Why did you volunteer to be on the AAOS Shoulder & Elbow Registry (SER) Steering Committee?
I was excited to lend a hand to the then nascent AAOS SER as I had extensive experience in being a principal involved in setting up and maintaining the Kaiser Permanente (KP) Shoulder Arthroplasty Registry. I felt my experience would help in the early days and my KP team was willing to provide much in the way of raw ICD-10 and CPT data to the AAOS registry. We like helping other registries get off the ground. And, I have a great admiration for our AAOS and enjoy contributing. All boats rise with this attitude.
What’s one thing you want people to know about the Registry that they may not know?
This represents the first truly national effort of a shoulder and elbow registry. The work to think about multiple constituencies has been met with great rigor and data from not only hospitals, but from ambulatory surgery centers (ASCs) and has been thoughtfully considered as a wonderful nuance with great engagement for ASC concerns.
Why do you love the AAOS Registry Program?
The first endeavor of all registries is to help patients via harnessing data that will be in aggregate to be able to describe performance of implants. Both well performing and poorly performing are better detected via large registries to surveille implant survivorship. This helps future patients for best in class and ones that should be reconsidered. Amazing clinical questions can be studied with large databases in a registry format and slight differences that make big clinical differences can be seen more easily.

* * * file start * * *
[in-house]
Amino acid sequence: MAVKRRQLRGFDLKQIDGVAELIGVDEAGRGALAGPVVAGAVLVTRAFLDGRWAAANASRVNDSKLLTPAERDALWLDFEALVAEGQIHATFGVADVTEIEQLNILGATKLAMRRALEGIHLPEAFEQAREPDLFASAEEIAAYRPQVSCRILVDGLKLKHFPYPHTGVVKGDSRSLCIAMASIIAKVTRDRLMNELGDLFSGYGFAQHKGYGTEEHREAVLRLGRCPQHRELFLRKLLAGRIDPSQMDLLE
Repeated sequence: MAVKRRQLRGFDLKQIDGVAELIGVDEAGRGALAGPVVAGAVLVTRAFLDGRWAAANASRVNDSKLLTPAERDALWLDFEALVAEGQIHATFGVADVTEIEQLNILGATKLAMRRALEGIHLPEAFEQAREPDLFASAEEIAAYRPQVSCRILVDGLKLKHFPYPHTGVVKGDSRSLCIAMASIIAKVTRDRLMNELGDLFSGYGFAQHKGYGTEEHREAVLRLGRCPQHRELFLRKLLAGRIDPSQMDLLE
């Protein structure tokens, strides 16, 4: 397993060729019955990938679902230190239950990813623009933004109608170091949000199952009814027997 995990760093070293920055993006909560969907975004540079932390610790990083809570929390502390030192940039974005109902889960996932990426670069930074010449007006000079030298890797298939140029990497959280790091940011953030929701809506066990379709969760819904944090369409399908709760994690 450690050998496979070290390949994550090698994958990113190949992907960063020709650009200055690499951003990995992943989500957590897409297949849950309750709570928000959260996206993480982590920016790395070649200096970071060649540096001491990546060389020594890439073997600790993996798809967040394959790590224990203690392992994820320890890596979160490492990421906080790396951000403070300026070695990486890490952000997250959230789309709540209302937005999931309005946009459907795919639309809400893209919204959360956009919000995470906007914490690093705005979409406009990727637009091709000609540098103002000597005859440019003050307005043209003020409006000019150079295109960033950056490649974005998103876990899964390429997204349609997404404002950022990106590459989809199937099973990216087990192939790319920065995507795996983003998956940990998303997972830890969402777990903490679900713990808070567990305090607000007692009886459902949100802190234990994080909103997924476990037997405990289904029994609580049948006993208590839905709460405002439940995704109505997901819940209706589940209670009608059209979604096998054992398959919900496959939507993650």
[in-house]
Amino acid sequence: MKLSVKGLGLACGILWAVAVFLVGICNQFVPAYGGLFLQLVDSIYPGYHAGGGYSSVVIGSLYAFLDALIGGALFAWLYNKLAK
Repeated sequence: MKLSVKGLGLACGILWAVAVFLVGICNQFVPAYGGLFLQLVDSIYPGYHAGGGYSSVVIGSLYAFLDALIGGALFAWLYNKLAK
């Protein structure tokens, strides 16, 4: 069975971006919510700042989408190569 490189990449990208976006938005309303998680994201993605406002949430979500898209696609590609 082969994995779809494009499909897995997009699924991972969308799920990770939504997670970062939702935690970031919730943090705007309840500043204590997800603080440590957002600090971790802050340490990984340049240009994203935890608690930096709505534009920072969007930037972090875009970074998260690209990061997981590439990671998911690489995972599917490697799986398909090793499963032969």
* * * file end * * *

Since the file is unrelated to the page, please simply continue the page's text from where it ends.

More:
Why do you think Registry data is important as an AAOS member?
We are a national organization of orthopaedic surgeons. We should be the arbiter of the national databases in the form of registries to help ensure best quality and ultimately value for the patient population of this nation. With registries, we truly own that calling.